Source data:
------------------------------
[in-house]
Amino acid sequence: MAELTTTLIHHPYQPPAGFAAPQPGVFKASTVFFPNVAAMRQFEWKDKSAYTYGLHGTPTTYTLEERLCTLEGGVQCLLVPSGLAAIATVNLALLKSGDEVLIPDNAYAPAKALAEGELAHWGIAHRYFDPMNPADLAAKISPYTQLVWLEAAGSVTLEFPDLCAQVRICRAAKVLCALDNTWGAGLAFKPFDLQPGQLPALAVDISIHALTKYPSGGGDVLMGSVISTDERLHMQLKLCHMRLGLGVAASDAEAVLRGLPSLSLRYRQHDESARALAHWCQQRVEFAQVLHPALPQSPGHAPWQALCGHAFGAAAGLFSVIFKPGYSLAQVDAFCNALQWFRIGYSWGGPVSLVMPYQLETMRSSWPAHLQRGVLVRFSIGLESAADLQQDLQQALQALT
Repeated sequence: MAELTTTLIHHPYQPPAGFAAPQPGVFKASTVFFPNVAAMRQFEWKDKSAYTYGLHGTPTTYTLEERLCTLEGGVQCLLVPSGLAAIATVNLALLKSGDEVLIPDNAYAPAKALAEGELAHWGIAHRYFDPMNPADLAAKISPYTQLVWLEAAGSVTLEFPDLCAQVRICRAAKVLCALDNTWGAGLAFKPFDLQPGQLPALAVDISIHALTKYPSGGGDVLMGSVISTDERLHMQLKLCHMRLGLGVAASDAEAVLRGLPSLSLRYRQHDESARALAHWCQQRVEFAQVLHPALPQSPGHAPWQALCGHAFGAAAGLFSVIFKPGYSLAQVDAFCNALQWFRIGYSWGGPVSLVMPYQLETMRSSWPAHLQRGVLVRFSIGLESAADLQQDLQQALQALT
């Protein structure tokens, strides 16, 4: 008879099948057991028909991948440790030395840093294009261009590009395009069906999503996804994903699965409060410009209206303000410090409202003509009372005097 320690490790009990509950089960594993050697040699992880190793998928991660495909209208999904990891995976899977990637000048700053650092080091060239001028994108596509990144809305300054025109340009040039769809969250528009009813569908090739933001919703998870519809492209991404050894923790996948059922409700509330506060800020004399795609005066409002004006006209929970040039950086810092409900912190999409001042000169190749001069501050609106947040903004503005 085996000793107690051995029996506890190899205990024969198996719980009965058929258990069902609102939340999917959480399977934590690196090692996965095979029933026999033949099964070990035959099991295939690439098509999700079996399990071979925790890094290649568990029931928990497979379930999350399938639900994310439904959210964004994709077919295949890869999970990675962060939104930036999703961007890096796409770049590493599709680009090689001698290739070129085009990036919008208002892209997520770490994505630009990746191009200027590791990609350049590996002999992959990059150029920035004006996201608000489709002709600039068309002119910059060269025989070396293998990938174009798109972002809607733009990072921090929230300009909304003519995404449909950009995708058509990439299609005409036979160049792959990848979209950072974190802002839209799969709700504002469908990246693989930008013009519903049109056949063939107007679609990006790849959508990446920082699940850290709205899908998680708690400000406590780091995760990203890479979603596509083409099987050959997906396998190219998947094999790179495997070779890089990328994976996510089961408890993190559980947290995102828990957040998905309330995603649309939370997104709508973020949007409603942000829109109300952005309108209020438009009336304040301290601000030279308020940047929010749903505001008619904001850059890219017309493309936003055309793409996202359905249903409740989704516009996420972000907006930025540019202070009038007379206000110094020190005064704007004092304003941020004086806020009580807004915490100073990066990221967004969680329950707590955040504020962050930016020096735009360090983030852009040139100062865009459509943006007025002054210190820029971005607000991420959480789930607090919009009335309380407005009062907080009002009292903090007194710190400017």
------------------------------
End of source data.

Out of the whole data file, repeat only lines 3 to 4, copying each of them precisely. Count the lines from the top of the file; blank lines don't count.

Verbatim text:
Repeated sequence: MAELTTTLIHHPYQPPAGFAAPQPGVFKASTVFFPNVAAMRQFEWKDKSAYTYGLHGTPTTYTLEERLCTLEGGVQCLLVPSGLAAIATVNLALLKSGDEVLIPDNAYAPAKALAEGELAHWGIAHRYFDPMNPADLAAKISPYTQLVWLEAAGSVTLEFPDLCAQVRICRAAKVLCALDNTWGAGLAFKPFDLQPGQLPALAVDISIHALTKYPSGGGDVLMGSVISTDERLHMQLKLCHMRLGLGVAASDAEAVLRGLPSLSLRYRQHDESARALAHWCQQRVEFAQVLHPALPQSPGHAPWQALCGHAFGAAAGLFSVIFKPGYSLAQVDAFCNALQWFRIGYSWGGPVSLVMPYQLETMRSSWPAHLQRGVLVRFSIGLESAADLQQDLQQALQALT
């Protein structure tokens, strides 16, 4: 008879099948057991028909991948440790030395840093294009261009590009395009069906999503996804994903699965409060410009209206303000410090409202003509009372005097 320690490790009990509950089960594993050697040699992880190793998928991660495909209208999904990891995976899977990637000048700053650092080091060239001028994108596509990144809305300054025109340009040039769809969250528009009813569908090739933001919703998870519809492209991404050894923790996948059922409700509330506060800020004399795609005066409002004006006209929970040039950086810092409900912190999409001042000169190749001069501050609106947040903004503005 085996000793107690051995029996506890190899205990024969198996719980009965058929258990069902609102939340999917959480399977934590690196090692996965095979029933026999033949099964070990035959099991295939690439098509999700079996399990071979925790890094290649568990029931928990497979379930999350399938639900994310439904959210964004994709077919295949890869999970990675962060939104930036999703961007890096796409770049590493599709680009090689001698290739070129085009990036919008208002892209997520770490994505630009990746191009200027590791990609350049590996002999992959990059150029920035004006996201608000489709002709600039068309002119910059060269025989070396293998990938174009798109972002809607733009990072921090929230300009909304003519995404449909950009995708058509990439299609005409036979160049792959990848979209950072974190802002839209799969709700504002469908990246693989930008013009519903049109056949063939107007679609990006790849959508990446920082699940850290709205899908998680708690400000406590780091995760990203890479979603596509083409099987050959997906396998190219998947094999790179495997070779890089990328994976996510089961408890993190559980947290995102828990957040998905309330995603649309939370997104709508973020949007409603942000829109109300952005309108209020438009009336304040301290601000030279308020940047929010749903505001008619904001850059890219017309493309936003055309793409996202359905249903409740989704516009996420972000907006930025540019202070009038007379206000110094020190005064704007004092304003941020004086806020009580807004915490100073990066990221967004969680329950707590955040504020962050930016020096735009360090983030852009040139100062865009459509943006007025002054210190820029971005607000991420959480789930607090919009009335309380407005009062907080009002009292903090007194710190400017």